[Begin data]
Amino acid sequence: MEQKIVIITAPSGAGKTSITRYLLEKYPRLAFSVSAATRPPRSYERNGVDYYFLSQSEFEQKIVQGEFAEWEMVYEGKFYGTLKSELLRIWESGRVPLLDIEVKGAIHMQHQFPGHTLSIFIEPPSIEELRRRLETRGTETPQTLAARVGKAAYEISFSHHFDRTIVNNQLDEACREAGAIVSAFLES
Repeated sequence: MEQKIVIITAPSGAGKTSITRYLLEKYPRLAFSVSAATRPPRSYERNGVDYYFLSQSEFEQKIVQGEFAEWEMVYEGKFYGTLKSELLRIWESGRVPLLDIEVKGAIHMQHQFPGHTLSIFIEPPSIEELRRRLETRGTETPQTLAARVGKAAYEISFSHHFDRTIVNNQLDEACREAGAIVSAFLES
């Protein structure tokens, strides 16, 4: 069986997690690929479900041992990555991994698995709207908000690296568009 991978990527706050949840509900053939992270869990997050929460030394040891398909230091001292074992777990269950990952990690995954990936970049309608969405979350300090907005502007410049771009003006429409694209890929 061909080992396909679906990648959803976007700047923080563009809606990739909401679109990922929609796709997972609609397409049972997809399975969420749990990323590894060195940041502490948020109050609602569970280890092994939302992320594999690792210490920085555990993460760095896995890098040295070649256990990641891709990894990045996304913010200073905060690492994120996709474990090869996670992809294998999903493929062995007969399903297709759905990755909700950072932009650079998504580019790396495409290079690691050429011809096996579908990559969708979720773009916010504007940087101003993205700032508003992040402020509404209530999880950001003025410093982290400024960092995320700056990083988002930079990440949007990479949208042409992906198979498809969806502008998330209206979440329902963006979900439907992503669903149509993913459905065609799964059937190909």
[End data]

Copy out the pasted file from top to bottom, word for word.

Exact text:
Amino acid sequence: MEQKIVIITAPSGAGKTSITRYLLEKYPRLAFSVSAATRPPRSYERNGVDYYFLSQSEFEQKIVQGEFAEWEMVYEGKFYGTLKSELLRIWESGRVPLLDIEVKGAIHMQHQFPGHTLSIFIEPPSIEELRRRLETRGTETPQTLAARVGKAAYEISFSHHFDRTIVNNQLDEACREAGAIVSAFLES
Repeated sequence: MEQKIVIITAPSGAGKTSITRYLLEKYPRLAFSVSAATRPPRSYERNGVDYYFLSQSEFEQKIVQGEFAEWEMVYEGKFYGTLKSELLRIWESGRVPLLDIEVKGAIHMQHQFPGHTLSIFIEPPSIEELRRRLETRGTETPQTLAARVGKAAYEISFSHHFDRTIVNNQLDEACREAGAIVSAFLES
């Protein structure tokens, strides 16, 4: 069986997690690929479900041992990555991994698995709207908000690296568009 991978990527706050949840509900053939992270869990997050929460030394040891398909230091001292074992777990269950990952990690995954990936970049309608969405979350300090907005502007410049771009003006429409694209890929 061909080992396909679906990648959803976007700047923080563009809606990739909401679109990922929609796709997972609609397409049972997809399975969420749990990323590894060195940041502490948020109050609602569970280890092994939302992320594999690792210490920085555990993460760095896995890098040295070649256990990641891709990894990045996304913010200073905060690492994120996709474990090869996670992809294998999903493929062995007969399903297709759905990755909700950072932009650079998504580019790396495409290079690691050429011809096996579908990559969708979720773009916010504007940087101003993205700032508003992040402020509404209530999880950001003025410093982290400024960092995320700056990083988002930079990440949007990479949208042409992906198979498809969806502008998330209206979440329902963006979900439907992503669903149509993913459905065609799964059937190909």